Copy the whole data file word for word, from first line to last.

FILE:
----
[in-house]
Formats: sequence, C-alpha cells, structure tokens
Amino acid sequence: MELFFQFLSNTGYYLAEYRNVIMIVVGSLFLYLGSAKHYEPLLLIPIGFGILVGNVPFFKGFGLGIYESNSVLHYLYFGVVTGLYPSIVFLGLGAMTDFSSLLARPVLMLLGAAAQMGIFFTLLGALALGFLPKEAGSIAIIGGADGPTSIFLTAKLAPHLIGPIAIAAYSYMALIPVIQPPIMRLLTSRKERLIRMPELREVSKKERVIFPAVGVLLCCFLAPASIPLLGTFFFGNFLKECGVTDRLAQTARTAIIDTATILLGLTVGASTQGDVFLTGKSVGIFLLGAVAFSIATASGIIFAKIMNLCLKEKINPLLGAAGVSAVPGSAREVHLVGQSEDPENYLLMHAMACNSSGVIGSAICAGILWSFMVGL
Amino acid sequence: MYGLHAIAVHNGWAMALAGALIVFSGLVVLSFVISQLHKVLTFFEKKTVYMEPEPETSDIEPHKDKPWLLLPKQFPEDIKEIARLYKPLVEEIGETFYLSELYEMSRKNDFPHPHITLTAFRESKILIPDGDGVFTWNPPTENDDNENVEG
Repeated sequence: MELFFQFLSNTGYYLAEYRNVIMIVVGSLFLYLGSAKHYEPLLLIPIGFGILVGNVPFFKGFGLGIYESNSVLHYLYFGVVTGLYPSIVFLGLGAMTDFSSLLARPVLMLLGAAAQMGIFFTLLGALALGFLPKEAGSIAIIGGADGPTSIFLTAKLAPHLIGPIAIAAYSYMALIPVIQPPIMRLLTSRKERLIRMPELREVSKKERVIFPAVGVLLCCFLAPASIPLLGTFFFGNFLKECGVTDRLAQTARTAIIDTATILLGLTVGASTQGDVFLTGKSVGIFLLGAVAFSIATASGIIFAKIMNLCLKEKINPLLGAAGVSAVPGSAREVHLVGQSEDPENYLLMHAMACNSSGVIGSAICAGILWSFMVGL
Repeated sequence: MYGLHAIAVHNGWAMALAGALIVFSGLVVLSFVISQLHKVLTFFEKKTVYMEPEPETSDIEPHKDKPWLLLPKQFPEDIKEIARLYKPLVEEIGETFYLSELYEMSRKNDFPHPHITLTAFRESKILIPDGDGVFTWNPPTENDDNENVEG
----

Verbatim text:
[in-house]
Formats: sequence, C-alpha cells, structure tokens
Amino acid sequence: MELFFQFLSNTGYYLAEYRNVIMIVVGSLFLYLGSAKHYEPLLLIPIGFGILVGNVPFFKGFGLGIYESNSVLHYLYFGVVTGLYPSIVFLGLGAMTDFSSLLARPVLMLLGAAAQMGIFFTLLGALALGFLPKEAGSIAIIGGADGPTSIFLTAKLAPHLIGPIAIAAYSYMALIPVIQPPIMRLLTSRKERLIRMPELREVSKKERVIFPAVGVLLCCFLAPASIPLLGTFFFGNFLKECGVTDRLAQTARTAIIDTATILLGLTVGASTQGDVFLTGKSVGIFLLGAVAFSIATASGIIFAKIMNLCLKEKINPLLGAAGVSAVPGSAREVHLVGQSEDPENYLLMHAMACNSSGVIGSAICAGILWSFMVGL
Amino acid sequence: MYGLHAIAVHNGWAMALAGALIVFSGLVVLSFVISQLHKVLTFFEKKTVYMEPEPETSDIEPHKDKPWLLLPKQFPEDIKEIARLYKPLVEEIGETFYLSELYEMSRKNDFPHPHITLTAFRESKILIPDGDGVFTWNPPTENDDNENVEG
Repeated sequence: MELFFQFLSNTGYYLAEYRNVIMIVVGSLFLYLGSAKHYEPLLLIPIGFGILVGNVPFFKGFGLGIYESNSVLHYLYFGVVTGLYPSIVFLGLGAMTDFSSLLARPVLMLLGAAAQMGIFFTLLGALALGFLPKEAGSIAIIGGADGPTSIFLTAKLAPHLIGPIAIAAYSYMALIPVIQPPIMRLLTSRKERLIRMPELREVSKKERVIFPAVGVLLCCFLAPASIPLLGTFFFGNFLKECGVTDRLAQTARTAIIDTATILLGLTVGASTQGDVFLTGKSVGIFLLGAVAFSIATASGIIFAKIMNLCLKEKINPLLGAAGVSAVPGSAREVHLVGQSEDPENYLLMHAMACNSSGVIGSAICAGILWSFMVGL
Repeated sequence: MYGLHAIAVHNGWAMALAGALIVFSGLVVLSFVISQLHKVLTFFEKKTVYMEPEPETSDIEPHKDKPWLLLPKQFPEDIKEIARLYKPLVEEIGETFYLSELYEMSRKNDFPHPHITLTAFRESKILIPDGDGVFTWNPPTENDDNENVEG